Mobility data published by Google (based on phone locations) reveals that a sharp drop in workplace travel coincided with a sharp uptick in residential activity amid the coronavirus outbreak. While these figures aren’t CBD specific, they indicate many Australians were avoiding city areas altogether throughout April and May.

Future of work signals services pain

On the ground, business owners like Seibold are taking things one day at a time, still unsure what the future of work, whether it’s here or not, means for them.

In the meantime, with city rent bills often topping $75,000 a month, the prospect of government support programs expiring in September weighs on the minds of business owners.

“It’s early days yet but there’s a very good chance it’s going to be more costly to be open than closed,” Seibold says.

“There’s going to be a big shift towards a more hybrid model where people go into the city a couple of times a week, as some offices will stagger their workplace.”

Seibold is somewhat insulated, as her company has a thriving online channel that’s helping her to make ends meet, despite representing just a fraction of the per-customer revenue physical patrons bring in.

But others have opted to keep their doors closed altogether, despite being technically able to trade. There isn’t much point if there are so few customers around.

Will workers return to the concrete jungle?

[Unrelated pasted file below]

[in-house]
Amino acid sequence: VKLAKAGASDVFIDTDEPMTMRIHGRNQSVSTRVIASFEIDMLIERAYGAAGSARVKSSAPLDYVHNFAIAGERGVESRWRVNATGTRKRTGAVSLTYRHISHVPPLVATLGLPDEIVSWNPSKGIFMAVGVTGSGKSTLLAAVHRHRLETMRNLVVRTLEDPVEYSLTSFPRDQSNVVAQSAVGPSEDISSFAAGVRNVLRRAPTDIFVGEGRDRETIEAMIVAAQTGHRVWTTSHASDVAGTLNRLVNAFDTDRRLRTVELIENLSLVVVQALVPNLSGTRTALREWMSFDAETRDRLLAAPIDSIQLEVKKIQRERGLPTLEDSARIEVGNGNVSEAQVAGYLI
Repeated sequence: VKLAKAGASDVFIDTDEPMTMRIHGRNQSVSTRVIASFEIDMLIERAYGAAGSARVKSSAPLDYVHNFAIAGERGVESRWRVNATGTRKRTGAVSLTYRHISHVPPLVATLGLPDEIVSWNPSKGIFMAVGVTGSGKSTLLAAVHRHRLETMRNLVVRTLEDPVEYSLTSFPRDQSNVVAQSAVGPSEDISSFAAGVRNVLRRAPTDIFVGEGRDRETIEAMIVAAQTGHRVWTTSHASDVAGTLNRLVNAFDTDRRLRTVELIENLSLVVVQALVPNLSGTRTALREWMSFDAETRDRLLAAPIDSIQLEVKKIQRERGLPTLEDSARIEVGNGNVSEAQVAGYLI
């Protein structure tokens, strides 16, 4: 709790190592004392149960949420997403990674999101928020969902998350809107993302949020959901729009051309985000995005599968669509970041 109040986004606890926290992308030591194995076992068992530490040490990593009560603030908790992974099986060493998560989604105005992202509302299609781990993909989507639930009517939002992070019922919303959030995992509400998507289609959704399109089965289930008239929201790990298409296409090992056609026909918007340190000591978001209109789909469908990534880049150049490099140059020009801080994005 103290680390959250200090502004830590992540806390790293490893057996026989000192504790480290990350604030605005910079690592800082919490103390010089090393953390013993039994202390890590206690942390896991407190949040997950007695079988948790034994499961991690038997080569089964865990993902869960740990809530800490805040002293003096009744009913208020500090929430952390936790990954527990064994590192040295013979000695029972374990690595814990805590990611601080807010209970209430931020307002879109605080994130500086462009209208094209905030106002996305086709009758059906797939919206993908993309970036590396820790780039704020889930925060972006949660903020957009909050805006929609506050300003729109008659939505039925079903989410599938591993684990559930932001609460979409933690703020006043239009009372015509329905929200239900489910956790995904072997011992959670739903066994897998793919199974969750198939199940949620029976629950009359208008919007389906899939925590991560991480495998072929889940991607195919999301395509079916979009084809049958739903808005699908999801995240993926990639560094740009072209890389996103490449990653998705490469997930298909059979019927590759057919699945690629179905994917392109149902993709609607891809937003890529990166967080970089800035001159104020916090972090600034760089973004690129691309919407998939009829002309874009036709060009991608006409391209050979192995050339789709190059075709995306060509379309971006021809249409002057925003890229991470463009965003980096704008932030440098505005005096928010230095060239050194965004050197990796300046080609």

Only about 15% of the more than half-a-million workers usually flooding into Sydney every day actually live there, and the cold reality for many city-based businesses is that commuter numbers are unlikely to return to pre-COVID levels anytime soon, and perhaps never.

It underscores just how reliant city economies are on professional, financial and insurance services workers, who are over represented in Sydney employment figures, and together accounted for about 43% of jobs in Sydney in 2018-19, compared to just 12% nationwide.

Those relying on these workers in the retail, accommodation and food services industries employed more than 96,000 people in 2018-19. A further 16,100 were employed in arts and recreational services. Together, these businesses employ about 16% of the workforce in Sydney.

In Melbourne, the figures are similar. Professional, scientific, financial and insurances services firms employed about 150,000 workers in 2018, with higher-level services accounting for about 60% of jobs across the city.

Fortunately, there is reason to think firms will want staff back in office towers eventually. While white-collar workers are Zooming, Slacking and utilising G-Suite like never before, there are good reasons cities have been so popular with businesses large and small in the past.

Research indicates workers in larger cities are more productive.  Business still needs to be done, and for those pitching clients or trying to attract the best new talent, cityscapes are natural points of convergence.

How and when this transition takes place is still a burning question on the minds of business owners with investments in the health of Australia’s metropolises. Will it take a coronavirus vaccine? Zero cases? Government incentives?

Whatever the case, those with their livelihoods on the line will be waiting anxiously to find out.